Widows bid could bring out runners and riders for Lloyds

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Eric Daniels, the American in the saddle at the Black Horse bank, could be forgiven for feeling a little sore.

Lloyds TSB - once the thoroughbred of British banking, but in past years more a candidate for the glue factory - has been quietly rediscovering the footpath leading towards the winners enclosure under his stewardship.

However. the country's fifth-biggest bank may be showing better form across the gallops, its lacklustre retail bank may be easing up along the rails, Lloyds TSB's shares may be now outperforming rivals across the sector, but the City and investors are constantly and frustrating diverted.

Instead of winning the plaudits they should for a steady (if unspectacular) turnaround, Lloyds and its management are plagued by takeover speculation.

A trio of the biggest American banks, a pair of Spanish lenders and a Dutch financial services group have all been touted as potential predators eyeing Lloyds over the past six months.

The City appears to turn a deaf ear as Mr Daniels et al chant the mantra that the bank is not for sale, that business is on the up, that Lloyds does not need a deal.

The fog of bid speculation engulfing the bank is unlikely to dissipate anytime soon, after it emerged that in the past fortnight Mr Daniels has knocked back yet another approach for Lloyds' life and pensions arm, Scottish Widows.

Swiss Re and Axa, the twin pillars of the European insurance establishment, are believed to have been behind the latest £8bn joint attempt to persuade Mr Daniels to cleave the Lloyds TSB group.

The French were interested in Widows' open operations, while Swiss Re wanted to pick up its closed life book.

Theirs was the latest of several unofficial approaches for Widows these past months. Resolution, among others, is believed to have expressed an interest in the business. All covet Widows' large closed with-profits funds, which are among the few remaining in the sector.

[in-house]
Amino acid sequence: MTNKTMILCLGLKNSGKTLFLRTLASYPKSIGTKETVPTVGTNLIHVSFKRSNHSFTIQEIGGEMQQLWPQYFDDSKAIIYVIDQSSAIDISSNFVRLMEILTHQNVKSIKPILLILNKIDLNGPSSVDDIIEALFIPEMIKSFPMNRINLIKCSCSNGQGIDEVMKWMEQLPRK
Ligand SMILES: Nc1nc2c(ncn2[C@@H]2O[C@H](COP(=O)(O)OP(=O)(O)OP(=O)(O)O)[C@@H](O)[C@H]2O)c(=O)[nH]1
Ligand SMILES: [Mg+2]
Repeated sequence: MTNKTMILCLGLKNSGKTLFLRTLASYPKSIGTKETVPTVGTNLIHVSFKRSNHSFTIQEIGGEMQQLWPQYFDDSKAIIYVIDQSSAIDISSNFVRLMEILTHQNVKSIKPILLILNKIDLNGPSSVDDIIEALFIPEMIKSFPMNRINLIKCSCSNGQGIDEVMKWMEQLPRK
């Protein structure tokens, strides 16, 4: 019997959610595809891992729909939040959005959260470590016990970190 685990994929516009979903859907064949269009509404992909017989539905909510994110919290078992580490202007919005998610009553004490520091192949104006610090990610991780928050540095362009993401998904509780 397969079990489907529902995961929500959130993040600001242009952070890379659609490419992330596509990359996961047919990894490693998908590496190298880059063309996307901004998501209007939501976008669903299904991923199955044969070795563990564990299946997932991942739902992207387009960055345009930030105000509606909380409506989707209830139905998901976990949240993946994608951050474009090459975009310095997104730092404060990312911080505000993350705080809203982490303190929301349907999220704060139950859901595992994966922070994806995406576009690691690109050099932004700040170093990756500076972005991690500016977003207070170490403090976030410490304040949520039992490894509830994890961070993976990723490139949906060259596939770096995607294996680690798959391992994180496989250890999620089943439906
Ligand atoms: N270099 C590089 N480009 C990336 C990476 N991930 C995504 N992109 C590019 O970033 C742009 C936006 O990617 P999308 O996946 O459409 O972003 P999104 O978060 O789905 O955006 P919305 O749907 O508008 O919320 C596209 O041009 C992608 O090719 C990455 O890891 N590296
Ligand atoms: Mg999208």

The bancassurance model fashioned by Mr Daniels' predecessor, Peter Ellwood, of selling life assurance products through Lloyds' 21,000 branches, is at last showing vital progress, six laboured years after conception.

Borrowing heavily from HBOS by importing a retail ascetic to high-street banking, Lloyds now offers fewer, simpler financial products in branches and over the telephone and internet.

In July, Lloyds unveiled impressive figures for the six months to the end of June. During that time, Widows' £596m of overall sales were 35 per cent higher than in the same time in 2005. At £210m, bancassurance sales were 64 per cent better. The profitability of new business increased to £28.8 per cent.

Assets under management grew by 11 per cent to £97bn, while Widows' embedded value - a key measure of value used by the life and pensions industry - stood at £5.5bn.

Ian Gordon, the banking analyst at Dresdner Kleinwort, said: "Strategically, now would be a strange time for Lloyds to look at selling Widows. It has come through six painful years, and appears to be turning the corner. It now has a product suite fit for purpose and sales are responding."

Mr Ellwood paid an inflated £7bn for Widows at the peak of the stock market in 1999, but his strategic ambitions were mired after the technology bubble burst only a year later.

Under Archie Kane, Scottish Widows is no longer the hospital patient it once was and is contributing solid profits to the group.